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California Farmers Attempting First Commercial Coffee Crops in Continental US

Coffee is the world’s second-most-traded commodity (after oil), and California growers are now making moves that could leave the continental U.S. more than just a consumer in that equation. “Though it’s not a traditional region for growing coffee, California is playing an increasingly big role in the future of this beloved and lucrative crop,” NPR reports in […]

California Farmers Attempting First Commercial Coffee Crops in Continental US

Coffee is the world’s second-most-traded commodity (after oil), and California growers are now making moves that could leave the continental U.S. more than just a consumer in that equation.

“Though it’s not a traditional region for growing coffee, California is playing an increasingly big role in the future of this beloved and lucrative crop,” NPR reports in a Nov. 12 article.

Jay Ruskey, of Good Land Organics, is using some of his farmland outside Santa Barbara to experiment with growing coffee among avocado trees and passionfruit plants, making him the first grower in the lower 48 states to attempt a commercial coffee crop.

The University of California Cooperative Extension helped Ruskey plant his coffee five years ago, and he and his crew are now harvesting several varieties that have never been grown in California before.

The world’s best coffee is grown in tropical regions, and Hawaii is the only U.S. state with a commercial coffee industry. However, many other non-native crops have come to thrive in California — brought by what NPR terms “agricultural explorers.” Avocados were brought to the state from Mexico and Guatemala, navel oranges from Brazil and dates from Morocco; all three are now vital parts of the California agricultural economy, which accounts for more than half of the U.S. fruit, vegetable and nut supply.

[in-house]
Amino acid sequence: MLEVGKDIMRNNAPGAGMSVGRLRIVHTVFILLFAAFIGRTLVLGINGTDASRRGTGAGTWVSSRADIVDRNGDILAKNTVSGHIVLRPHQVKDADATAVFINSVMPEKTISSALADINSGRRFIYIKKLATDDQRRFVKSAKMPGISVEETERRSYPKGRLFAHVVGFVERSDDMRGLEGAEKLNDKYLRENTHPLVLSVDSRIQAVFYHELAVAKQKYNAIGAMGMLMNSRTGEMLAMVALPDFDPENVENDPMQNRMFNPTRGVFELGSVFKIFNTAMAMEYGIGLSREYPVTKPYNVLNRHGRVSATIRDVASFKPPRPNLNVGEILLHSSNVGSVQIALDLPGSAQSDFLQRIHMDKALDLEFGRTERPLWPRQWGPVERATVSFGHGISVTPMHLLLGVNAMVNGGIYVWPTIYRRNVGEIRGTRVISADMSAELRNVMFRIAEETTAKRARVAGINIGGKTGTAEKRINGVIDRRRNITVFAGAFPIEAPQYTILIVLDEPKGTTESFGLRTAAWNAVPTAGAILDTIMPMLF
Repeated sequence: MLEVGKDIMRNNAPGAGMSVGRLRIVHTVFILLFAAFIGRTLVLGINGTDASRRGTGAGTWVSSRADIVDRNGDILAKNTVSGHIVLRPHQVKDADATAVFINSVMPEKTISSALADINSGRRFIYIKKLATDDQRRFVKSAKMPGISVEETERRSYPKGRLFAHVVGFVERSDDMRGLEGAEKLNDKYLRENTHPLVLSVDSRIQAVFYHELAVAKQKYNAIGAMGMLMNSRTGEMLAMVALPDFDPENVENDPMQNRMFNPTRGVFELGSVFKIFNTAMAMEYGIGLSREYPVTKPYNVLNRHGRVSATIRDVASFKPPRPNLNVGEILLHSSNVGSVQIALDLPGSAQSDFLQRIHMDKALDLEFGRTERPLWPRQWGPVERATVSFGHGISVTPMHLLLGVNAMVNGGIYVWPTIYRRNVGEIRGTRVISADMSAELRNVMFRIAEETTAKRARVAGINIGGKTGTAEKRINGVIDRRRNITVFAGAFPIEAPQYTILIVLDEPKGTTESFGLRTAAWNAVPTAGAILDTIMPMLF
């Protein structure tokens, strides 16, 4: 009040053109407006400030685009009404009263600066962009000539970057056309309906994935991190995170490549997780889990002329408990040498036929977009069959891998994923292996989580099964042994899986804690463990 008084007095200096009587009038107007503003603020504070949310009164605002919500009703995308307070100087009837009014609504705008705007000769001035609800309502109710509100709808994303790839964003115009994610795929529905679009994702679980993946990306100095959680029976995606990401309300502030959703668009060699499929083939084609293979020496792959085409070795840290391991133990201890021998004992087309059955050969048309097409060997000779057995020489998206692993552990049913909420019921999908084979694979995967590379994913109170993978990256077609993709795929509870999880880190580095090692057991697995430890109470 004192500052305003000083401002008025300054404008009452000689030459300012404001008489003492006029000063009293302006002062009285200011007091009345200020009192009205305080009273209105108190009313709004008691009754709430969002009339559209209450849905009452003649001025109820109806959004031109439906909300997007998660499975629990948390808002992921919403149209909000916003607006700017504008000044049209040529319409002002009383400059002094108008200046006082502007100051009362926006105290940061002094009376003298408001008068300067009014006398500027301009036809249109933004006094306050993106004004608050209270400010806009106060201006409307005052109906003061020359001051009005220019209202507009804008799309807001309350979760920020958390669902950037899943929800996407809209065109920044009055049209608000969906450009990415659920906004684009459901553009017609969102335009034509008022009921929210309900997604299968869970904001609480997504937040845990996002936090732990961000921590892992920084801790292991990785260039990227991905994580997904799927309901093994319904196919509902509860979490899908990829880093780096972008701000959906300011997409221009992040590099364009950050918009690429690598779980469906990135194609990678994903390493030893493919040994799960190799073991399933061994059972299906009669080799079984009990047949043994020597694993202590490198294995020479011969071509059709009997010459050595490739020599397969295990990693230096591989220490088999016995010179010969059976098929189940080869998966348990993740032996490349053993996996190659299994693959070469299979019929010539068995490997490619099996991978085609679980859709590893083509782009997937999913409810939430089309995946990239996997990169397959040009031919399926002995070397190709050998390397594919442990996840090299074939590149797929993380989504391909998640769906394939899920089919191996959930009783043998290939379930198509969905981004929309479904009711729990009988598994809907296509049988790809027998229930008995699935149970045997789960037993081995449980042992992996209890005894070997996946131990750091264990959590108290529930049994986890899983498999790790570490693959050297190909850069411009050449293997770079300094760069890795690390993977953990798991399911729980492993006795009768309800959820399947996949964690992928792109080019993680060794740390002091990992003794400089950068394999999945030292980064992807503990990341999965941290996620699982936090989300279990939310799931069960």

Research and Development

After picking the coffee berries, Ruskey and his team put them through a depulper, then into a fermentation tub, before letting them dry. The different varieties of beans are then weighed to compare their yields.

But quality will also be a top priority. “We’re doing more than just trying to find best yields,” Ruskey says. “We’re also trying to find the best cups of coffee.”

It’s unlikely that California’s new crops will have an impact on the worldwide coffee market any time soon, says Juan Medrano, a professor at the University of California, Davis. However, he continues, the state can serve as a good hub for research and development.

Both farmers and scientists, he hopes, will investigate possible growing environments and issues such as disease resistance.

With environmental changes threatening coffee crops worldwide, Medrano explains, this research may have some serious economic impacts: “Hundreds of millions of peoples’ livelihoods depend on coffee,” he says.

For now, Ruskey says he’s just pleased to see the market expanding as other growers make similar attempts to his.

“I look forward to the day when I can cup a California coffee from Santa Barbara against a California coffee in Temecula,” he says. “We’ll have a little contest, meet together, invite our friends.”

“I think this is very exciting, however there is so much involved in the growing of the bean in the tropical belt so we’ll see what happens,” says Anick L’Heureux of Coffee Crafters. ”All of the good coffee beans come from the Tropic of Cancer and Capricorn at an elevation of 1000 to 1500 meters. California is so far north of the climate that coffee beans are usually grown in, that I’m sure this will be a great challenge,” Ken Lathrop of Coffee Crafters adds.

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